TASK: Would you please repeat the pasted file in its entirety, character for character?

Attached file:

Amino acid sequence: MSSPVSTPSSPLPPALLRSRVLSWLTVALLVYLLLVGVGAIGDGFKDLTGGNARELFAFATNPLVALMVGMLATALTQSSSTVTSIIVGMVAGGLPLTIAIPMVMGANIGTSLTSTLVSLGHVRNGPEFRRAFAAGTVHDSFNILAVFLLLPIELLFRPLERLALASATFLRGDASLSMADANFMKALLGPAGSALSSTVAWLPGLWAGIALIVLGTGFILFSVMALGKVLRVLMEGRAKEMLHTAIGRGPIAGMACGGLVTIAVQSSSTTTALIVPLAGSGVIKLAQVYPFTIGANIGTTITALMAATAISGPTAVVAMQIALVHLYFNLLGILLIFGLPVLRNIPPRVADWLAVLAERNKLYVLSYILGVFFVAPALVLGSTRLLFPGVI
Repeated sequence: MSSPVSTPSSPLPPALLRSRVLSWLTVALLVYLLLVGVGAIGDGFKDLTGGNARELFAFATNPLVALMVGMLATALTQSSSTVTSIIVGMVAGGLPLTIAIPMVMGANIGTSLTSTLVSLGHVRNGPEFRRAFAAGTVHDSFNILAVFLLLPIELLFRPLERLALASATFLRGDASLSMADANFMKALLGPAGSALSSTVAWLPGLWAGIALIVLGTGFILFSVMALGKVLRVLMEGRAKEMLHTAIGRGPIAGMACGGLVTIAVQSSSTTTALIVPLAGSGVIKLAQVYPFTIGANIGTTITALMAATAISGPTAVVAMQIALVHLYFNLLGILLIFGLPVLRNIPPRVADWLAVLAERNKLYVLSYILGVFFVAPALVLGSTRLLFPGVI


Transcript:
Amino acid sequence: MSSPVSTPSSPLPPALLRSRVLSWLTVALLVYLLLVGVGAIGDGFKDLTGGNARELFAFATNPLVALMVGMLATALTQSSSTVTSIIVGMVAGGLPLTIAIPMVMGANIGTSLTSTLVSLGHVRNGPEFRRAFAAGTVHDSFNILAVFLLLPIELLFRPLERLALASATFLRGDASLSMADANFMKALLGPAGSALSSTVAWLPGLWAGIALIVLGTGFILFSVMALGKVLRVLMEGRAKEMLHTAIGRGPIAGMACGGLVTIAVQSSSTTTALIVPLAGSGVIKLAQVYPFTIGANIGTTITALMAATAISGPTAVVAMQIALVHLYFNLLGILLIFGLPVLRNIPPRVADWLAVLAERNKLYVLSYILGVFFVAPALVLGSTRLLFPGVI
Repeated sequence: MSSPVSTPSSPLPPALLRSRVLSWLTVALLVYLLLVGVGAIGDGFKDLTGGNARELFAFATNPLVALMVGMLATALTQSSSTVTSIIVGMVAGGLPLTIAIPMVMGANIGTSLTSTLVSLGHVRNGPEFRRAFAAGTVHDSFNILAVFLLLPIELLFRPLERLALASATFLRGDASLSMADANFMKALLGPAGSALSSTVAWLPGLWAGIALIVLGTGFILFSVMALGKVLRVLMEGRAKEMLHTAIGRGPIAGMACGGLVTIAVQSSSTTTALIVPLAGSGVIKLAQVYPFTIGANIGTTITALMAATAISGPTAVVAMQIALVHLYFNLLGILLIFGLPVLRNIPPRVADWLAVLAERNKLYVLSYILGVFFVAPALVLGSTRLLFPGVI